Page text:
Clothing Shops, give very basic clothing to community members (absolutely NOTHING that is the latest trend, we need to save money).
Grocery stores and resteaurants, work together to provide everyone with basic foods. We are talking about rices, oats, basic veggies. This is a temporary diet change, so the more expensive, higher quality foods are not really necessary. The grocery and restaurant have the best connections to procure cheap foods. An efficient system should be designed to get the food to people.
Construction crews, businesses, contractors, and engineers should be working together. New homes will need to be built. Trailers are fine for a VERY short time, what is really needed is to build new permanent homes.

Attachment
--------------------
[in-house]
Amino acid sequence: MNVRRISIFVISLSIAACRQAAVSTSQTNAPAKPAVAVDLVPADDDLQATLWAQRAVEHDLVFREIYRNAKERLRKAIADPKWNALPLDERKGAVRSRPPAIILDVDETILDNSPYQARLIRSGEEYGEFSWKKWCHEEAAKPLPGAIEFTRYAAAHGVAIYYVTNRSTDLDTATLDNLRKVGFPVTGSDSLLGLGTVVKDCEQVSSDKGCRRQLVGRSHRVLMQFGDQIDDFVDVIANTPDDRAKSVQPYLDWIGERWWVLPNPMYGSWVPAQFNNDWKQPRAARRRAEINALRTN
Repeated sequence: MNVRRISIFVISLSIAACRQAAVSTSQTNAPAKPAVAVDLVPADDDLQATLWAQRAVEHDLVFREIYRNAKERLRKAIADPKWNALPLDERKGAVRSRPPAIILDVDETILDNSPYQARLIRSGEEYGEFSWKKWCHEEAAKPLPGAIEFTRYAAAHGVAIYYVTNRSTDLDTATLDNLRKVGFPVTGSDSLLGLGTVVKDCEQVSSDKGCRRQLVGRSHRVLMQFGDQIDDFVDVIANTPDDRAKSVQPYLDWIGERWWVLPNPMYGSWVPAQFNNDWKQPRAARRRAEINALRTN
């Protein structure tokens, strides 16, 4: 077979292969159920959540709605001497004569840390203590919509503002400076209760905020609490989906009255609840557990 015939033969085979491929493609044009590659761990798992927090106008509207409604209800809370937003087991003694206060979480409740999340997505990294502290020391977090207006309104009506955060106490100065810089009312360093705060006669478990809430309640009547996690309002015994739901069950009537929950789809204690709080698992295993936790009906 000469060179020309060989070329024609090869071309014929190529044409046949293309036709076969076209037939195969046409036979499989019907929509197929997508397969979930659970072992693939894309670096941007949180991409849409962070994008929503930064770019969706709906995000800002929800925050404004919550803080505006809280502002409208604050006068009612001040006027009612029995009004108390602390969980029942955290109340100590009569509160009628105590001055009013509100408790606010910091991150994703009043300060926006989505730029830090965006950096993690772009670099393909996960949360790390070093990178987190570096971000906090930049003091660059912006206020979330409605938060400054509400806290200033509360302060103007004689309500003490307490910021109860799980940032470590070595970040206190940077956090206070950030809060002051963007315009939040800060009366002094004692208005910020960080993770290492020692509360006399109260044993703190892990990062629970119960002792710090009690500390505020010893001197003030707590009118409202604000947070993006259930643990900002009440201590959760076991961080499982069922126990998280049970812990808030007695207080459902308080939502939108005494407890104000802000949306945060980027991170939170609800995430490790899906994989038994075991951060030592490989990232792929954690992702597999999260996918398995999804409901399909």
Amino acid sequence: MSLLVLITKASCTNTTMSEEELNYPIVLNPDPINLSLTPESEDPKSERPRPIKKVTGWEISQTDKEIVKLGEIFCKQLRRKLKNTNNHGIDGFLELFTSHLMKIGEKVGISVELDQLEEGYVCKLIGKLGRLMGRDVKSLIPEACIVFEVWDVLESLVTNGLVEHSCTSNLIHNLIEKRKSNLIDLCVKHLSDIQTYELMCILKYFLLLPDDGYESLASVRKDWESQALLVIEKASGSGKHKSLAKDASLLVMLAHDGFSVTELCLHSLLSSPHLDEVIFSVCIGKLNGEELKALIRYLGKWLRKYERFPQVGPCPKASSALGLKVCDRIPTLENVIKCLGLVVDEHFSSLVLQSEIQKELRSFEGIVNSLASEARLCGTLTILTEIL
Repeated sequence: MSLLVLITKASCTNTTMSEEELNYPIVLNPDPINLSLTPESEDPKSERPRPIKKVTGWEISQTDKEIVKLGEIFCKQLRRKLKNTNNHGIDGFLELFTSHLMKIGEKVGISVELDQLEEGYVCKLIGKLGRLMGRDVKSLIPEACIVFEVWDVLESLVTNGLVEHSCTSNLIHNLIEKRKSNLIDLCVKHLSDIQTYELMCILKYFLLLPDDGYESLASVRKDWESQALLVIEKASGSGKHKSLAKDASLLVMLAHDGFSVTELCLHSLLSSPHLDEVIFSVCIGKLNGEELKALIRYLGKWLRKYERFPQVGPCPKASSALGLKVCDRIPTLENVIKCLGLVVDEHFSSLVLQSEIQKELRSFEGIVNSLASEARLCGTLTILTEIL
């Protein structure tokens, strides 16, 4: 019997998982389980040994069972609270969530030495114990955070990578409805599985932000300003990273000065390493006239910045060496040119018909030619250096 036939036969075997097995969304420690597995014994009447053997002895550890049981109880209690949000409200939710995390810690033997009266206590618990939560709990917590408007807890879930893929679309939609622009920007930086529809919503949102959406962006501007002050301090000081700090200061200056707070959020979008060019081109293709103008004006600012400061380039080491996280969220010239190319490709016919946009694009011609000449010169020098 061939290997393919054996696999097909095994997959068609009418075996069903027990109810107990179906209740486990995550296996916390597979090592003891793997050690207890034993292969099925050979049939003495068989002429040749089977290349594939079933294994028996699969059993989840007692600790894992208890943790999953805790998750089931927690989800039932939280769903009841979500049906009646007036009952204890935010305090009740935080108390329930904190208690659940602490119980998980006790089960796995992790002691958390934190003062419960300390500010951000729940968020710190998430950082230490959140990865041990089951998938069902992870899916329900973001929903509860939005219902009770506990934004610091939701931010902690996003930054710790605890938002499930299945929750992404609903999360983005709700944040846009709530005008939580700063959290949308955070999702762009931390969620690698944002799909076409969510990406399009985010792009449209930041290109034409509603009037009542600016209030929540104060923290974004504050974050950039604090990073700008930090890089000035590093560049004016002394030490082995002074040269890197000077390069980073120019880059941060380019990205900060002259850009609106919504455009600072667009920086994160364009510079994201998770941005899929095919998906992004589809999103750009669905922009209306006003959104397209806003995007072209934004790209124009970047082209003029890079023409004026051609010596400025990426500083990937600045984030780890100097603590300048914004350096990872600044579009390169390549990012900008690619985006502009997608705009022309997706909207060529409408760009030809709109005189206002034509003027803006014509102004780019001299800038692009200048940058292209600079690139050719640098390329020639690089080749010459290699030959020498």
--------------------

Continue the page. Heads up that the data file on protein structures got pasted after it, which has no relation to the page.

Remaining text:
The design of these homes should completely change from the norm. The modern method of homebuilding is completely horrid and inefficient. What do we do? Build small earthships with window based AC units. We should build with sustainable energies. First we should implement things like, wells with both electric AND hand pumps. Heat is easily fixed with sun UV heat collection. Direct heat to heat is most efficient. Before using the AC unit, we construct a sunblocking roof over, but unattached to the earthships. Small sprinkler systems on the roof, and allow wind to flow between the roof and earthship. I say at least a 2-4 foot gap.
Earthships will cover tornados, but earthquakes can be seen in the area. Earthships are susceptible to earthquakes to some extent, but less so than a typical structure. We construct safety furniture that holds up if the home comes down. This post will cover a company doing these designs, but I think an air tube is necessary to keep people alive until they can be rescued from their “safety pod” in that situation.
The community at a neighborhood level should be constructed with each neighborhood having a community area for gardening, and to do with what they wish. Each member of the neighborhood will do what they wish on their own property.